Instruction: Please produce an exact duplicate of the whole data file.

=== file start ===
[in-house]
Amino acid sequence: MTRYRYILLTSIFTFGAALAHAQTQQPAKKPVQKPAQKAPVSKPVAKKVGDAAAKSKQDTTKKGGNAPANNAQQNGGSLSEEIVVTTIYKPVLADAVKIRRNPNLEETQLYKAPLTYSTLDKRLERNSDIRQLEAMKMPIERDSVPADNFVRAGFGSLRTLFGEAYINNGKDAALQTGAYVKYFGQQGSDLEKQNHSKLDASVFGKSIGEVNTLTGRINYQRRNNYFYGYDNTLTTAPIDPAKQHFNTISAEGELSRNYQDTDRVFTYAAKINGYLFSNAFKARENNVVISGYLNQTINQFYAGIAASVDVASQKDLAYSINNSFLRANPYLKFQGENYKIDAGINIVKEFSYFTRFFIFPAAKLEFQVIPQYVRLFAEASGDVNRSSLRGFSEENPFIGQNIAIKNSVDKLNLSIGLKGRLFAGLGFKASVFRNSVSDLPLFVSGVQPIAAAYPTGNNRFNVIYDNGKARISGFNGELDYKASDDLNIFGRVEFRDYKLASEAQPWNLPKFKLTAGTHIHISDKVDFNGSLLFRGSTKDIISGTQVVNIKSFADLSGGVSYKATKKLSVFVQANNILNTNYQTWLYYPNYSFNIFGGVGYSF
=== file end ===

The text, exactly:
[in-house]
Amino acid sequence: MTRYRYILLTSIFTFGAALAHAQTQQPAKKPVQKPAQKAPVSKPVAKKVGDAAAKSKQDTTKKGGNAPANNAQQNGGSLSEEIVVTTIYKPVLADAVKIRRNPNLEETQLYKAPLTYSTLDKRLERNSDIRQLEAMKMPIERDSVPADNFVRAGFGSLRTLFGEAYINNGKDAALQTGAYVKYFGQQGSDLEKQNHSKLDASVFGKSIGEVNTLTGRINYQRRNNYFYGYDNTLTTAPIDPAKQHFNTISAEGELSRNYQDTDRVFTYAAKINGYLFSNAFKARENNVVISGYLNQTINQFYAGIAASVDVASQKDLAYSINNSFLRANPYLKFQGENYKIDAGINIVKEFSYFTRFFIFPAAKLEFQVIPQYVRLFAEASGDVNRSSLRGFSEENPFIGQNIAIKNSVDKLNLSIGLKGRLFAGLGFKASVFRNSVSDLPLFVSGVQPIAAAYPTGNNRFNVIYDNGKARISGFNGELDYKASDDLNIFGRVEFRDYKLASEAQPWNLPKFKLTAGTHIHISDKVDFNGSLLFRGSTKDIISGTQVVNIKSFADLSGGVSYKATKKLSVFVQANNILNTNYQTWLYYPNYSFNIFGGVGYSF